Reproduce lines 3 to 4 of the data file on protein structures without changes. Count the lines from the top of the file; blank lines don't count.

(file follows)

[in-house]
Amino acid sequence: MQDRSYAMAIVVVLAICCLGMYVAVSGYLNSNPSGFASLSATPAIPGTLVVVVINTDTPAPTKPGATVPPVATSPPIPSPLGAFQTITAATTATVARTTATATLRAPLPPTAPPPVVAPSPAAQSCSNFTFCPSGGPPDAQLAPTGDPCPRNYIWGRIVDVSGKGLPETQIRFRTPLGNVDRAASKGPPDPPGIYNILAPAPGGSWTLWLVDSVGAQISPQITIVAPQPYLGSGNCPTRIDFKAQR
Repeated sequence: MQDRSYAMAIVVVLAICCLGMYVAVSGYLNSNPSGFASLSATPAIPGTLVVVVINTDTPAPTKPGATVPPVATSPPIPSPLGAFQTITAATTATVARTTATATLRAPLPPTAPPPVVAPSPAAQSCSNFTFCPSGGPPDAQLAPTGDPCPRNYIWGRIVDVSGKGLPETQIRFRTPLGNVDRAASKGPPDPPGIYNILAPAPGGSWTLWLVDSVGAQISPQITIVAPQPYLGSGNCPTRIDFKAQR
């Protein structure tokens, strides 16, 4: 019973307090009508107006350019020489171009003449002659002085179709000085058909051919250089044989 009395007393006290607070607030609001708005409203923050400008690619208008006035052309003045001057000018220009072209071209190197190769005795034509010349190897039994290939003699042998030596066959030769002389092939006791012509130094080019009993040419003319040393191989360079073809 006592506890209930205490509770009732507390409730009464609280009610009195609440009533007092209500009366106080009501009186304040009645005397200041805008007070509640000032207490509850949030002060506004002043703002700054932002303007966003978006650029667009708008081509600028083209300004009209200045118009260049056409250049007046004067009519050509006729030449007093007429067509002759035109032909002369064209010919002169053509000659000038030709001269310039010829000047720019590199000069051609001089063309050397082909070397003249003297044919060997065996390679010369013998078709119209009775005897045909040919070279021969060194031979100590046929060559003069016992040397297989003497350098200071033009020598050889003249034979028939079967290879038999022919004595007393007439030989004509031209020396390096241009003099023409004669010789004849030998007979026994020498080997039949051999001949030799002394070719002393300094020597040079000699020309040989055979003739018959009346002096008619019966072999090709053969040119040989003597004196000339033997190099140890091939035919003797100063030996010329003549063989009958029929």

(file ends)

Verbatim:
Repeated sequence: MQDRSYAMAIVVVLAICCLGMYVAVSGYLNSNPSGFASLSATPAIPGTLVVVVINTDTPAPTKPGATVPPVATSPPIPSPLGAFQTITAATTATVARTTATATLRAPLPPTAPPPVVAPSPAAQSCSNFTFCPSGGPPDAQLAPTGDPCPRNYIWGRIVDVSGKGLPETQIRFRTPLGNVDRAASKGPPDPPGIYNILAPAPGGSWTLWLVDSVGAQISPQITIVAPQPYLGSGNCPTRIDFKAQR
């Protein structure tokens, strides 16, 4: 019973307090009508107006350019020489171009003449002659002085179709000085058909051919250089044989 009395007393006290607070607030609001708005409203923050400008690619208008006035052309003045001057000018220009072209071209190197190769005795034509010349190897039994290939003699042998030596066959030769002389092939006791012509130094080019009993040419003319040393191989360079073809 006592506890209930205490509770009732507390409730009464609280009610009195609440009533007092209500009366106080009501009186304040009645005397200041805008007070509640000032207490509850949030002060506004002043703002700054932002303007966003978006650029667009708008081509600028083209300004009209200045118009260049056409250049007046004067009519050509006729030449007093007429067509002759035109032909002369064209010919002169053509000659000038030709001269310039010829000047720019590199000069051609001089063309050397082909070397003249003297044919060997065996390679010369013998078709119209009775005897045909040919070279021969060194031979100590046929060559003069016992040397297989003497350098200071033009020598050889003249034979028939079967290879038999022919004595007393007439030989004509031209020396390096241009003099023409004669010789004849030998007979026994020498080997039949051999001949030799002394070719002393300094020597040079000699020309040989055979003739018959009346002096008619019966072999090709053969040119040989003597004196000339033997190099140890091939035919003797100063030996010329003549063989009958029929």